Interview with Welcome Kitchen and Presents
Thanks for agreeing to be interviewed by TogetherintheUK. We are very interested in what we can learn from organisations that work with migrants and in how we create social connection.
We know you put on amazing, sold out events and that your purpose is: Uniting refugees, asylum seekers & Londoners through a shared love of film, food & friendship
First of all, we would like to know a bit about you:
Tell us a bit about what you do and what your goals are?
Welcome Presents is a social integration project aimed at counteracting the lack of social networks, isolation, cultural differences, discrimination and stigma connected to being a foreigner, as well as address issues of loneliness within the wider population. Welcome Presents provides a monthly cross-cultural event celebrating food, film and friendship with the aim to facilitate an environment and community in which attendees benefit from a regular place they can go where the reception is humane, welcoming, positive and safe. More broadly, our idea of community is shift from one based on locality to one based more on interests, and Welcome Presents fits neatly into this shift, providing a community space based on shared interest and the desire to connect inter-culturally and inter-generationally. Issues of isolation and loneliness impact people across the board, no matter their status, race, religion or age.
What made you understand the need for connection and how did you come up with the idea?
Welcome Presents was born out of our founders’ experience volunteering in Calais during the height of the media frenzy surrounding Europe’s ‘refugee crisis’, witnessing first-hand (through the ‘Unofficial’ Women and Children’s Centre) how loneliness and alienation can be combatted through inclusive community events. At the camp’s ‘Unofficial’ Women and Children’s Centre, residents were able to escape, stay dry and watch a film twice a week through a visiting cinema. In addition, our founders also had contacts with the founders of Open Cinema, which concentrates on working with people dealing with homelessness and deprivation, and took inspiration from the work they did. These people and projects demonstrated the power of cinema in terms of bringing people together, and this is how the original spark for Welcome Presents was born.
After returning from Calais, we held several open meetings in June and July 2016 with refugee friends resettled in London in order to understand what would help ease the settlement process for them. Above all, participants expressed their feelings of loneliness, isolation and a desire to connect, for a space to meet people, form networks, socialise and attend community events in a safe and welcoming environment. In July 2016, our founding team attended the Refugee Summit at Amnesty International, where Amnesty was looking to support groups doing grassroots work with refugees and were very excited to help support and get our idea off the ground; Amnesty continues to host our flagship event to this day.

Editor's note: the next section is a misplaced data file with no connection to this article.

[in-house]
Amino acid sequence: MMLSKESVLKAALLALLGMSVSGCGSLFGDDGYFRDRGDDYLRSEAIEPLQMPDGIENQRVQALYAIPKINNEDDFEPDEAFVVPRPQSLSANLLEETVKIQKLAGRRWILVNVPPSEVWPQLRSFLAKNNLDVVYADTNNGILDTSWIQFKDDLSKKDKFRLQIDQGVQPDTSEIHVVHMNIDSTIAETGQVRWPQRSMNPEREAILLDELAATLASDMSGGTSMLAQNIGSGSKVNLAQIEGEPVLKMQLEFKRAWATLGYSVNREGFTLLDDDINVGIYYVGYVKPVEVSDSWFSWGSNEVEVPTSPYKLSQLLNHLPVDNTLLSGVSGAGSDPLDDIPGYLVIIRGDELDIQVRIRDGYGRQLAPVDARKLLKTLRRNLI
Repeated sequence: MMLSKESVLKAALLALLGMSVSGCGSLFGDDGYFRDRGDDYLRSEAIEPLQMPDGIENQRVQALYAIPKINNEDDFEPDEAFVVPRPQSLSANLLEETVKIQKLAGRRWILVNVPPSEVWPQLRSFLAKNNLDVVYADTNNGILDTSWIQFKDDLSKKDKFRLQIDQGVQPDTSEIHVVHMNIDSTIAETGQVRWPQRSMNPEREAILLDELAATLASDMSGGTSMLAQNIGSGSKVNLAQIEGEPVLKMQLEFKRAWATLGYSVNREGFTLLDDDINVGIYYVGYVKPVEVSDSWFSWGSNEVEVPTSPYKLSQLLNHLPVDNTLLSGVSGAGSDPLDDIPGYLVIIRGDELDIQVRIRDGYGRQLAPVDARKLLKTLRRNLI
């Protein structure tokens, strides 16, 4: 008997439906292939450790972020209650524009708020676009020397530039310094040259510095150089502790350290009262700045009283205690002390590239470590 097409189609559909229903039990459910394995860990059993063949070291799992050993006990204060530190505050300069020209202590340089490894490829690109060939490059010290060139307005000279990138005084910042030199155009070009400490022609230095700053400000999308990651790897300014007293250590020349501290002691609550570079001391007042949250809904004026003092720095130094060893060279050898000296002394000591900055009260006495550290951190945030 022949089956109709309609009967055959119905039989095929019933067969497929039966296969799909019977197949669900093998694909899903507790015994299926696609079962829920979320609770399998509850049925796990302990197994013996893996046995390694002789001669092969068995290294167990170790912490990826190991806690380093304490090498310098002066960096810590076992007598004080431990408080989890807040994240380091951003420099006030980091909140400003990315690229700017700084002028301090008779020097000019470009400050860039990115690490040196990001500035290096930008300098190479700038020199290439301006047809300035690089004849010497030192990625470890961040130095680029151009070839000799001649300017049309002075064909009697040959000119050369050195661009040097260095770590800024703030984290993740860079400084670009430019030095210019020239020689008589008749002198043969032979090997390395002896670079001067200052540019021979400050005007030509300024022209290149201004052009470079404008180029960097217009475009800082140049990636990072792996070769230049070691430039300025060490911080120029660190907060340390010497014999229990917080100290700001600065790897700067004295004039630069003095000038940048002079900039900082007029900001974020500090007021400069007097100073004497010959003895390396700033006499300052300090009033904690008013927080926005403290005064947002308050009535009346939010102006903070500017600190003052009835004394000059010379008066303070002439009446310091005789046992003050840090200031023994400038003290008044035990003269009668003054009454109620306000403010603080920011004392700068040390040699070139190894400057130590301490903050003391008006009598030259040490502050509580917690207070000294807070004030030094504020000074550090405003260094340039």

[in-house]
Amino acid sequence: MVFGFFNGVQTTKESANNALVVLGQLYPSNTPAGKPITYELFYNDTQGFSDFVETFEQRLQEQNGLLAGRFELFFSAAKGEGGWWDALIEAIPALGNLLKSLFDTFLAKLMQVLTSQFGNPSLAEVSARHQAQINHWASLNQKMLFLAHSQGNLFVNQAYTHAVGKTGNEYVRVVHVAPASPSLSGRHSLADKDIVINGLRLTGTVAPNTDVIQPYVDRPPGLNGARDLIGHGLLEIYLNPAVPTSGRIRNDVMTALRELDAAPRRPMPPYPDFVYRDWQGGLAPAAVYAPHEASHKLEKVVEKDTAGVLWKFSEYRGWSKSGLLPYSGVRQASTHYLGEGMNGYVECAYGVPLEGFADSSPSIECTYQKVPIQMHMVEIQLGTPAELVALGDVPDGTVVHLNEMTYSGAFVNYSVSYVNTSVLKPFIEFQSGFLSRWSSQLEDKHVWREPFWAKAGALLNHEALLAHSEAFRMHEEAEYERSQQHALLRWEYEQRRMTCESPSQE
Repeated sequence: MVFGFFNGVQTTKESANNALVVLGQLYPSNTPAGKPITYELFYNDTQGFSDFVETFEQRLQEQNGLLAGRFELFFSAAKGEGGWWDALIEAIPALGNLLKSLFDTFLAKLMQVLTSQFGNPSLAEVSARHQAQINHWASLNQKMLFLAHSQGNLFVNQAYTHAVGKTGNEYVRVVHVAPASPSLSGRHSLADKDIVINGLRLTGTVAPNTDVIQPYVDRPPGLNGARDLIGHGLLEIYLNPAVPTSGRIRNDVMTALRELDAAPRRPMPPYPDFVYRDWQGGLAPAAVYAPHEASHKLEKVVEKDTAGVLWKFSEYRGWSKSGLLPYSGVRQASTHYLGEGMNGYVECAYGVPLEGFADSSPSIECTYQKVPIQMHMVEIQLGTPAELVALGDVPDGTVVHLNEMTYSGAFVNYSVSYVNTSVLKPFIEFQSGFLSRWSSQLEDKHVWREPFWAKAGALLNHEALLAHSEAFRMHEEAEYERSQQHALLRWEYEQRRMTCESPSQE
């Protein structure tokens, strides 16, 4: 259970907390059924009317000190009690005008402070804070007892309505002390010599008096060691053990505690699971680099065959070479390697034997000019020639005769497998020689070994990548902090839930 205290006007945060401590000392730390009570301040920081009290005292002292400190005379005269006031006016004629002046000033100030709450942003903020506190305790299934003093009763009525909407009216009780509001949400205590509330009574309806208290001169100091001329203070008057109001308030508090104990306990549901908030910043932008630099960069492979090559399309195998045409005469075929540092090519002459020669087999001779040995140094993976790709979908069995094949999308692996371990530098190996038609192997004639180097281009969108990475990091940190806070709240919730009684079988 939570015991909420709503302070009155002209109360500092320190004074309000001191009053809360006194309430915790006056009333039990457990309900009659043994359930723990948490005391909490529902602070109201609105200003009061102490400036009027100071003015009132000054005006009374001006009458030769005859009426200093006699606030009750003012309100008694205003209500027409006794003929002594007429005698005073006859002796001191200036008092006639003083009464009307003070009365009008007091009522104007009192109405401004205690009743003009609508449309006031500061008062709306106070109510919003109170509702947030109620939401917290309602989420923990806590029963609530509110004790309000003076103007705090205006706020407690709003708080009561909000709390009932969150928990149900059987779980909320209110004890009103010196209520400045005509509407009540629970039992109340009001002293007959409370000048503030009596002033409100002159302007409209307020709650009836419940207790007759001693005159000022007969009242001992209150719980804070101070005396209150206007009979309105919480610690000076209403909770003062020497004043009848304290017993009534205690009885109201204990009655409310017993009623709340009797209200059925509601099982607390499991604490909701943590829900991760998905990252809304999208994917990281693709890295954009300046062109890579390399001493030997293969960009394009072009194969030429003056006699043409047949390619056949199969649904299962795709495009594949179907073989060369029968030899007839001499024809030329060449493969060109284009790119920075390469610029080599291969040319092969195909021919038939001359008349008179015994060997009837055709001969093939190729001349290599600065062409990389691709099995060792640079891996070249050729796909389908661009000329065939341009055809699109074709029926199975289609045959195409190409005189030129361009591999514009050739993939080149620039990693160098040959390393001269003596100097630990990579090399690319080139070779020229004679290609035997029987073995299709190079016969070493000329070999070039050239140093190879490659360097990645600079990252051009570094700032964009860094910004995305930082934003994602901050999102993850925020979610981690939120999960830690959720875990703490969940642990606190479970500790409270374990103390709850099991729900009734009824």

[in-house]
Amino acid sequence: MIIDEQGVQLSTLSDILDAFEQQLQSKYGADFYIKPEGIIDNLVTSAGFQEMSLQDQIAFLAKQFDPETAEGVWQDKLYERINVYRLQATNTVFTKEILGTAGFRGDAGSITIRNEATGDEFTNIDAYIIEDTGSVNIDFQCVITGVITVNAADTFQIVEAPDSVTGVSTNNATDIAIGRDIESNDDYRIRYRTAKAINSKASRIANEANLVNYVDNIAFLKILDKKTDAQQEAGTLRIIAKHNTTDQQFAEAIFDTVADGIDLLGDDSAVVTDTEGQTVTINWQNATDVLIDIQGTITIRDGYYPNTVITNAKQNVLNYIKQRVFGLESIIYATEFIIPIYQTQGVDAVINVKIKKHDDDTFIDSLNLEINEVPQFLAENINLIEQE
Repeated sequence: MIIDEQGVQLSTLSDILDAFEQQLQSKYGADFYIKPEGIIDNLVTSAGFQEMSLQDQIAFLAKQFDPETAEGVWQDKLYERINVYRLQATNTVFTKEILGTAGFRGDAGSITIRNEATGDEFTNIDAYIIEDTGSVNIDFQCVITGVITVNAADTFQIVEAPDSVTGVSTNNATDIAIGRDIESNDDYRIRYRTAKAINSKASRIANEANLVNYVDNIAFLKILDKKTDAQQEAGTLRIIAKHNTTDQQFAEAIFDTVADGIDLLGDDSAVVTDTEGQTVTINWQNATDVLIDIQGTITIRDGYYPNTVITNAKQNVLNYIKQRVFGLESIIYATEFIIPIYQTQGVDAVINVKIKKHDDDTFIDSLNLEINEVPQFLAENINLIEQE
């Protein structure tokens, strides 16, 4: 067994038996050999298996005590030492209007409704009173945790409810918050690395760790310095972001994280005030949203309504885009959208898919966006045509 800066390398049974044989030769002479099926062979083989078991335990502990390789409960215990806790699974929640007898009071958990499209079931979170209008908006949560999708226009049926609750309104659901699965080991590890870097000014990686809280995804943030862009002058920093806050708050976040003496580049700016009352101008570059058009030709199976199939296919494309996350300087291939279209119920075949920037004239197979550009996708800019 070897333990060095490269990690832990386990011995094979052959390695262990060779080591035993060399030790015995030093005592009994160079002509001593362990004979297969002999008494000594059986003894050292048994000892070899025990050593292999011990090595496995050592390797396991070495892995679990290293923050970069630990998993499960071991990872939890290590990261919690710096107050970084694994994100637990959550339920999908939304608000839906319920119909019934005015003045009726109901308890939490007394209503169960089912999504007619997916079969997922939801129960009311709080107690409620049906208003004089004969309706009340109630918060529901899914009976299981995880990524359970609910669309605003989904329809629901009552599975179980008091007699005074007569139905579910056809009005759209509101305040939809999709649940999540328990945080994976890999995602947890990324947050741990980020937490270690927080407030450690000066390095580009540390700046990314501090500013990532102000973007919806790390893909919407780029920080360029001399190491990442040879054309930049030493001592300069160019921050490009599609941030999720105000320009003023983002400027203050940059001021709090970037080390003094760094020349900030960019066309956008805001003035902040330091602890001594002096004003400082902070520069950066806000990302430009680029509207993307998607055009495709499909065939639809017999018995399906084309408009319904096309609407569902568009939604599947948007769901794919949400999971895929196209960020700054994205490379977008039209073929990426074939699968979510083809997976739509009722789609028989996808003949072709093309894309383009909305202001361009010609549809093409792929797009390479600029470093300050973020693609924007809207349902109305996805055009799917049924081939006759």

How did you put together your catering team?
Around the same time (Summer 2016), one of our founding members was also working to help organise a cooking group in Tottenham, the Community Cook Up, which served weekly meals for Tottenham’s homeless community.
Many of the chefs volunteering with the group were refugees themselves, and the idea was floated to add this angle to the project, sharing food, as a positive way to share cultures and give attendees a taste of home.
This is how we met the amazing chefs that now make up Welcome Kitchen and joined forces to become Welcome Presents.
What makes for a great evening?
While there is a lot of preparation involved in the run-up to the event, we at Welcome Presents take a hands-off approach on the night, as what makes for a great evening has little to do with us and everything to do with our audience, speakers, and the amazing chefs of Welcome Kitchen. We are all about building community and bridges, breaking down the barriers between ‘us’ and ‘them’, whoever ‘us’ and ‘them’ may be. So, what makes a great evening is the openness of all those who come to join. The refugees and asylum seekers who’ve endured hardship both in their journeys and in their experiences in the UK, but still come in the spirit of friendship. The local Londoners who maybe have never met a refugee before, but know that what unites us far exceeds that which divides us. The Welcome Kitchen chefs who, every event, make the most delicious spread of diverse food from their countries, a meal which helps to break the ice between people at family style tables, because it’s just so good how can you not talk about it?! Then, we all watch a film together in an intimate, living room style environment and get to engage in conversation and ask questions of some amazingly talented speakers, who also just want to be part of this community. Does it get better than that?
The Welcome Kitchen chefs who, every event, make the most delicious spread of diverse food from their countries, a meal which helps to break the ice between people at family style tables, because it’s just so good how can you not talk about it?! Then, we all watch a film together in an intimate, living room style environment and get to engage in conversation and ask questions of some amazingly talented speakers, who also just want to be part of this community. Does it get better than that?
Why do so many eminent people in the film business speak at your events? Do share some highlights for you.